Learn, understand, then decide whether you accept or reject.
This era of conflicts between the Islamic and Christian worlds is not very well documented, which is why this book does a great job in filling the gaps of what happened between the Ottomans and the Christian kings after the Crusades.
Yes, because despite it being history, it was a very enjoyable listen.
No, but it was still a great book.
This was very well written and very well read. For anyone who enjoys history, I highly recommend this book. I had know idea of the struggle that occurred on the Mediterranean Sea between the Christian and Islamic empires.
I bought the book because he was the reader. A good book can be uninteresting without a good story teller. He is one of the best. I have found when a read a book I go too fast and miss details. I really enjoy listening to a great story teller like John Lee.
Excellent audiobook that's full of gore and local color and dates and battles and geopolitics and religion and it's all brought to life by the always terrific John Lee's narration.
The one flaw is that there is often a background hiss and crackle to the production (I assume it's the production and not my audible.com download) that, while not prominent, can last for long stretches. It was so distracting that it required listening with sound turned way down on my headphones in order not to annoy. So it's not the audiobook you'd want if you were, as I've been known to do, operating a tractor on the farm while trying to listen.
The subtitle says it all, "The Siege of Malta, the Battle of Lepanto, and the Contest for the Center of the World." The coverage of the time period was excellent. There were times I could actually picture the sea battles. Excellent read on the subject.
This is not in the style of Livy. It reads more like historical fiction. This history helps explain many of the East West issues lasting since the Late middle ages.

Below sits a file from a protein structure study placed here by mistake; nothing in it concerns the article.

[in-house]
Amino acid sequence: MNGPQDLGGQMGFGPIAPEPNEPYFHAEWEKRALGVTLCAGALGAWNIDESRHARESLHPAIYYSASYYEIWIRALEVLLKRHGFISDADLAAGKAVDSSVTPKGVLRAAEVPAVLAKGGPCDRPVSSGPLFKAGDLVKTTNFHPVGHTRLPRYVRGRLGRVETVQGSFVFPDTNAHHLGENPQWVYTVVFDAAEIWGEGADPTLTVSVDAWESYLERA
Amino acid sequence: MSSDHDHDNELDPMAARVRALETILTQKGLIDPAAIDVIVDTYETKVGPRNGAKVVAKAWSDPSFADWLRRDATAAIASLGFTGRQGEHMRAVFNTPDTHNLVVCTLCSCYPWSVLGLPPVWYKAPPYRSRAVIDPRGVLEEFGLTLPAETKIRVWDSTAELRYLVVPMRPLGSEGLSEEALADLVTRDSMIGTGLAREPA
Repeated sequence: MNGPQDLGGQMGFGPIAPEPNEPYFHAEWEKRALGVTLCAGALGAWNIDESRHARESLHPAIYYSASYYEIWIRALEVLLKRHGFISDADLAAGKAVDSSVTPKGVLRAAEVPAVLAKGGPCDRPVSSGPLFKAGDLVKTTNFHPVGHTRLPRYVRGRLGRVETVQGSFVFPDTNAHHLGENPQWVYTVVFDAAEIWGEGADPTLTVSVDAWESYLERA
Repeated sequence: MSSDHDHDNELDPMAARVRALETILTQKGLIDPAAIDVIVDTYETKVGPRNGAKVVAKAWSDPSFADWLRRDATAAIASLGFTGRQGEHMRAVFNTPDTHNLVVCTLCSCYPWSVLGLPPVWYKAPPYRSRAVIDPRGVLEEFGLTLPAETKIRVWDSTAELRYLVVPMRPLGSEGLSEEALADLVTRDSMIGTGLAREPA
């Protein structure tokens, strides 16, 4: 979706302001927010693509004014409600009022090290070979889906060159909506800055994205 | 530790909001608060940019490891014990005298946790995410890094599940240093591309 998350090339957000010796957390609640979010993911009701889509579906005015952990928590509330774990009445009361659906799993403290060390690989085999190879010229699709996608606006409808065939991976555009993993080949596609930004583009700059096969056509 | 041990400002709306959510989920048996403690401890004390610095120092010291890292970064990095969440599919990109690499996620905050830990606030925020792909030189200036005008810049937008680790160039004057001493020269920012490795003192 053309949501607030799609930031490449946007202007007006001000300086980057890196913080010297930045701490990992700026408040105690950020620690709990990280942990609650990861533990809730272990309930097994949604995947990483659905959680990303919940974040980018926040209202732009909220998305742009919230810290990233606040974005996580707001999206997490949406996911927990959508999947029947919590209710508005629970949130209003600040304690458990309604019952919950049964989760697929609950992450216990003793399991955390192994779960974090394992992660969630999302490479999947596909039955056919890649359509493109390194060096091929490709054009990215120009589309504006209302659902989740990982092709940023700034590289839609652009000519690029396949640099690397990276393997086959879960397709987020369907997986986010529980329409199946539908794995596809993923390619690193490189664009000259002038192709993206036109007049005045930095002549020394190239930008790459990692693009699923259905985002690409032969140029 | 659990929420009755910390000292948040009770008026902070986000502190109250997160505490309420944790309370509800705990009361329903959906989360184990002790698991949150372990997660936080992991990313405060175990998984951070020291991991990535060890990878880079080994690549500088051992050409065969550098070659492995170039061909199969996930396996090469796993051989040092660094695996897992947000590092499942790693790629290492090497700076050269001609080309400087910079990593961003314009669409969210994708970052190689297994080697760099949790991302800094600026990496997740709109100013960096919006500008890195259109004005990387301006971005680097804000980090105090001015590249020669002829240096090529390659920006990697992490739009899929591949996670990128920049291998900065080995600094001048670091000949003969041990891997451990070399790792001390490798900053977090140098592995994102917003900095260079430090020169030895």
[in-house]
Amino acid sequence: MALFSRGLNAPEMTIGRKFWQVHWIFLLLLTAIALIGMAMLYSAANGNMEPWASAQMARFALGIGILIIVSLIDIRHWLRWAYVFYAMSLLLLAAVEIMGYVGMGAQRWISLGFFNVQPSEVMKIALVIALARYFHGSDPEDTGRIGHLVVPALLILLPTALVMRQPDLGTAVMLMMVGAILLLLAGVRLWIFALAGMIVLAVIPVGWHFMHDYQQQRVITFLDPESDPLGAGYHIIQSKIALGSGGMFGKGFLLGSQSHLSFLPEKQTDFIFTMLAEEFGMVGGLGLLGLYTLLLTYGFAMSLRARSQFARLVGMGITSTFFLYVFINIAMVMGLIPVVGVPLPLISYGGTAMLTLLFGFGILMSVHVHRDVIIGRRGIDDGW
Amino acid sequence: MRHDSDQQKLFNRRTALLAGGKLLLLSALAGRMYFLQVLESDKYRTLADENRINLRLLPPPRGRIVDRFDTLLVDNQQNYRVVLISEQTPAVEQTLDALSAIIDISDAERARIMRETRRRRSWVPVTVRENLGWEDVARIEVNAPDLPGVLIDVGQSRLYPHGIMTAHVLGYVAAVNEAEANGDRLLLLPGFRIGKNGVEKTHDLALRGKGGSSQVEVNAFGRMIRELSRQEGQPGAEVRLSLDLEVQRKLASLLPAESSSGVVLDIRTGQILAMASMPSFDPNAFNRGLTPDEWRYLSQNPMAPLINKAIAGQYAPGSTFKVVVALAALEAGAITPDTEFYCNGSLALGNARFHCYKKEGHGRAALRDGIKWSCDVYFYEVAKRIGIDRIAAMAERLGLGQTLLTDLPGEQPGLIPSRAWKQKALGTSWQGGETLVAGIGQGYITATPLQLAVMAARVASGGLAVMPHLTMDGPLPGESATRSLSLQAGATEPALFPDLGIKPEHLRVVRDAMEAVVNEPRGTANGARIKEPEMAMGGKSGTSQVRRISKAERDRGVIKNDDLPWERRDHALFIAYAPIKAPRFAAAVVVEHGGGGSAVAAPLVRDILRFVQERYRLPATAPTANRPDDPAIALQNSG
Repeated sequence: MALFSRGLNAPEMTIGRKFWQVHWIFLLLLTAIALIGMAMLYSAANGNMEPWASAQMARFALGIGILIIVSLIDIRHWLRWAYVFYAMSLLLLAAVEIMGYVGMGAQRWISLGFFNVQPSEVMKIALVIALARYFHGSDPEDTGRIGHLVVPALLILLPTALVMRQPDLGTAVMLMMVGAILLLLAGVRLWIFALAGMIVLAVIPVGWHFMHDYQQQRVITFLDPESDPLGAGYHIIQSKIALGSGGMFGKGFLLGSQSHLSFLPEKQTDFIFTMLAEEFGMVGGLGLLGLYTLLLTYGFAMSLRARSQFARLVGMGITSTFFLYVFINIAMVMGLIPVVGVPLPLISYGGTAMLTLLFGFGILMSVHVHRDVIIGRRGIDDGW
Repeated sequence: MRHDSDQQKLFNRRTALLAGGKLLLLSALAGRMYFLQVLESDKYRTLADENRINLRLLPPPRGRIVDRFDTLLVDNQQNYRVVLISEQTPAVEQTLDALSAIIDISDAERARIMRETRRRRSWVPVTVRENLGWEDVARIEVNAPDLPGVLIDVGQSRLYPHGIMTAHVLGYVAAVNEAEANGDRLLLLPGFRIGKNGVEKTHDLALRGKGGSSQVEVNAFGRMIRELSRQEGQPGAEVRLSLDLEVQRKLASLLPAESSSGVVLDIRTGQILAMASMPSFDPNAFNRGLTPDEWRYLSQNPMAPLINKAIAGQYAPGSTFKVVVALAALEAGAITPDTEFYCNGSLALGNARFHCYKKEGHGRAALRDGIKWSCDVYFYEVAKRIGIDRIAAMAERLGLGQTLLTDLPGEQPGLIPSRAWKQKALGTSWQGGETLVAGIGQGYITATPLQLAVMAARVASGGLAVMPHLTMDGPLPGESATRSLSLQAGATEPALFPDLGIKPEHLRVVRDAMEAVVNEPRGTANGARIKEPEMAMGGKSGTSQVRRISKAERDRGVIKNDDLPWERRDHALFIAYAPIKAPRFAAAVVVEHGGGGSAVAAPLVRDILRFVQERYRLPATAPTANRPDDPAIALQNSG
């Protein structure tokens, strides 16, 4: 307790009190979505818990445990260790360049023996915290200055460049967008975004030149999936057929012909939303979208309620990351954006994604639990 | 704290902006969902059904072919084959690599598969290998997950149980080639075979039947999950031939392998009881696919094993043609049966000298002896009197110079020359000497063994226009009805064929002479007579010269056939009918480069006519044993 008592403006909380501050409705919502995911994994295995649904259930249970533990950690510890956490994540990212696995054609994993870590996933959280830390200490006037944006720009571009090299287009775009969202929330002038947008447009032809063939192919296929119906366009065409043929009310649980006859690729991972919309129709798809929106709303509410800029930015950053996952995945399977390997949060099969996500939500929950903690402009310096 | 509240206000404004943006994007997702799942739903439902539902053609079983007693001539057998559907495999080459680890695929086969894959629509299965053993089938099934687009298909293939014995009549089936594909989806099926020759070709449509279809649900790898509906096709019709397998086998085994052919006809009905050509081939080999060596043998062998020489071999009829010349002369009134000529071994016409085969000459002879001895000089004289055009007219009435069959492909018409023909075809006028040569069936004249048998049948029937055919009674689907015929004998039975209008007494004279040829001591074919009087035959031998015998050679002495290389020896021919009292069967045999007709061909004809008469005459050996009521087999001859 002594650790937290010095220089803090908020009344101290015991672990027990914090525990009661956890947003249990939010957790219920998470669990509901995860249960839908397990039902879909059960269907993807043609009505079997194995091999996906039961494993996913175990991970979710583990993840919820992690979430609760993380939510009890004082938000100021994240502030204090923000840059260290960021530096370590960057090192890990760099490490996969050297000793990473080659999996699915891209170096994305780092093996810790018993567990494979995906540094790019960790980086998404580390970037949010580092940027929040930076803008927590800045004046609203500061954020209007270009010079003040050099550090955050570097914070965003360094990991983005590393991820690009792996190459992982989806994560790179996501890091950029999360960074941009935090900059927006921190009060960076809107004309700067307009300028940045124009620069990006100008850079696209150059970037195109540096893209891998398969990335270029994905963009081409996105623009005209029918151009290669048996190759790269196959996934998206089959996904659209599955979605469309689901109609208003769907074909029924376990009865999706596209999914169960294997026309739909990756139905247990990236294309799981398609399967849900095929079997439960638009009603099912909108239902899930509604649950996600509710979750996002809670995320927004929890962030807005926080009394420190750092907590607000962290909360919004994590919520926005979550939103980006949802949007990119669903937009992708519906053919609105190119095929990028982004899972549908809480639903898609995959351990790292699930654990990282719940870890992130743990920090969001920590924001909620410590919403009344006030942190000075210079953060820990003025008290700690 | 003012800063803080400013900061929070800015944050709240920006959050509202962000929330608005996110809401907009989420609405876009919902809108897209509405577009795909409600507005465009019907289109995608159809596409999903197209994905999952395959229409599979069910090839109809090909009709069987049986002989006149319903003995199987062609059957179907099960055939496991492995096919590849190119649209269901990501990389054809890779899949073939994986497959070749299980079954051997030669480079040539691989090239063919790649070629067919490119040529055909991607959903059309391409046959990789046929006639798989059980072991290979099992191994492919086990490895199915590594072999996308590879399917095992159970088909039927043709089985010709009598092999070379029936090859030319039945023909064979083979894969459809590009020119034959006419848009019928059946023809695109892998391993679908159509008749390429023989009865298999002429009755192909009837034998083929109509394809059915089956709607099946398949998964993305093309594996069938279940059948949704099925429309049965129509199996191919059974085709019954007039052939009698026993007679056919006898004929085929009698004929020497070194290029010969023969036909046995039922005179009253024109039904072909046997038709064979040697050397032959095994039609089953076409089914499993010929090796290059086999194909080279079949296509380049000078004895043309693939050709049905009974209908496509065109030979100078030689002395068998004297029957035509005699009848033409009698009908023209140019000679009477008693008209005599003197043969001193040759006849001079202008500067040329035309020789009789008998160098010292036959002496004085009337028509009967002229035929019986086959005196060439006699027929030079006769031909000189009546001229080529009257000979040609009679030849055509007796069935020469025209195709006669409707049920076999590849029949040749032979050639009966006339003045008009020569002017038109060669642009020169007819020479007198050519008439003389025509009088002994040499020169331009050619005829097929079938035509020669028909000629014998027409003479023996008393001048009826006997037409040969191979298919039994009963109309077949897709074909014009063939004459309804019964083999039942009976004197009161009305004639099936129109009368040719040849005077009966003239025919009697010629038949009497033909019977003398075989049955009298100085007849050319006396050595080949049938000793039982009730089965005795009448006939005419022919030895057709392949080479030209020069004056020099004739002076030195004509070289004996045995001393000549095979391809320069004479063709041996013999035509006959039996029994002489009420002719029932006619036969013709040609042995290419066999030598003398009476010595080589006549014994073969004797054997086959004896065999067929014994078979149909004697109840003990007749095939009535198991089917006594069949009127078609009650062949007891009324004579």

It is fascinating to learn about the history of the relationship between the Middle East and Europe, a history much more complex than commonly acknowledged. In the 1560's, the Ottoman empire could take on Christian Europe and fight it to a draw. Certainly in the US, the 16th century is not a time widely discussed (take a look at A Voyage Long and Strange by Tony Horwitz). All these people died for their belief in the true faith, fighting for what they felt was a turning point in history, and the battles are mostly forgotten about today. This book is interesting if only from that perspective.
That being said, the narrative was pretty dry. Two or three hours on the siege was a little hard to take, and hard to visualize as an audiobook without maps. It would have been more compelling if the author made more of an effort to put the battles in a larger context. At the same time Malta was under siege, Europe was undergoing the Protestant reformation and exploiting the New World--this is mentioned only in passing but must have been a major factor in the politics of the Christian side. What was going on in the Ottoman Empire? You can't really tell, as the narrative seems biased towards the West (even slipping into "us against them" type language at times).